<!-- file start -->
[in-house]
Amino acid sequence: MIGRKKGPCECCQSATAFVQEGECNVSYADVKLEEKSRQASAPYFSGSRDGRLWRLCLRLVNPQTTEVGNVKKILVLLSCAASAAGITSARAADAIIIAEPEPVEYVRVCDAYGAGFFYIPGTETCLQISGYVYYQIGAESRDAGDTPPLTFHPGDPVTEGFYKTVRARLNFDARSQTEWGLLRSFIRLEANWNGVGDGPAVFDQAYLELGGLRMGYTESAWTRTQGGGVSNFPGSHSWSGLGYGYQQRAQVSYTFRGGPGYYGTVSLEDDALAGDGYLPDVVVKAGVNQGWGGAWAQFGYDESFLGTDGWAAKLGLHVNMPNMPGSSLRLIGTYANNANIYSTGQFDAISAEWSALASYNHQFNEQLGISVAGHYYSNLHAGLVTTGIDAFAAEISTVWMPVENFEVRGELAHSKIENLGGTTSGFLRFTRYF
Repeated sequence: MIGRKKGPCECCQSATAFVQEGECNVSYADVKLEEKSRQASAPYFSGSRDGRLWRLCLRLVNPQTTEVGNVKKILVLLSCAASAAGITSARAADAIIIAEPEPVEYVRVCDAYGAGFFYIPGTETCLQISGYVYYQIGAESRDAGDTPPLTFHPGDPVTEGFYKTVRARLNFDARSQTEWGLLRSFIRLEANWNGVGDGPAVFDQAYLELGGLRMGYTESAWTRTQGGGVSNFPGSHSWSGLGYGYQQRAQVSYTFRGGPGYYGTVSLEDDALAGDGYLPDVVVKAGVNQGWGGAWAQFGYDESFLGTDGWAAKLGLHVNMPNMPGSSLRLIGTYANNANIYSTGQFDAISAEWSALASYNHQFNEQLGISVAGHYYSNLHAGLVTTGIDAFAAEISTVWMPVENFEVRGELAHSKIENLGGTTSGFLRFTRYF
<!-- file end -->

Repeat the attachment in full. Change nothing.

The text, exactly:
[in-house]
Amino acid sequence: MIGRKKGPCECCQSATAFVQEGECNVSYADVKLEEKSRQASAPYFSGSRDGRLWRLCLRLVNPQTTEVGNVKKILVLLSCAASAAGITSARAADAIIIAEPEPVEYVRVCDAYGAGFFYIPGTETCLQISGYVYYQIGAESRDAGDTPPLTFHPGDPVTEGFYKTVRARLNFDARSQTEWGLLRSFIRLEANWNGVGDGPAVFDQAYLELGGLRMGYTESAWTRTQGGGVSNFPGSHSWSGLGYGYQQRAQVSYTFRGGPGYYGTVSLEDDALAGDGYLPDVVVKAGVNQGWGGAWAQFGYDESFLGTDGWAAKLGLHVNMPNMPGSSLRLIGTYANNANIYSTGQFDAISAEWSALASYNHQFNEQLGISVAGHYYSNLHAGLVTTGIDAFAAEISTVWMPVENFEVRGELAHSKIENLGGTTSGFLRFTRYF
Repeated sequence: MIGRKKGPCECCQSATAFVQEGECNVSYADVKLEEKSRQASAPYFSGSRDGRLWRLCLRLVNPQTTEVGNVKKILVLLSCAASAAGITSARAADAIIIAEPEPVEYVRVCDAYGAGFFYIPGTETCLQISGYVYYQIGAESRDAGDTPPLTFHPGDPVTEGFYKTVRARLNFDARSQTEWGLLRSFIRLEANWNGVGDGPAVFDQAYLELGGLRMGYTESAWTRTQGGGVSNFPGSHSWSGLGYGYQQRAQVSYTFRGGPGYYGTVSLEDDALAGDGYLPDVVVKAGVNQGWGGAWAQFGYDESFLGTDGWAAKLGLHVNMPNMPGSSLRLIGTYANNANIYSTGQFDAISAEWSALASYNHQFNEQLGISVAGHYYSNLHAGLVTTGIDAFAAEISTVWMPVENFEVRGELAHSKIENLGGTTSGFLRFTRYF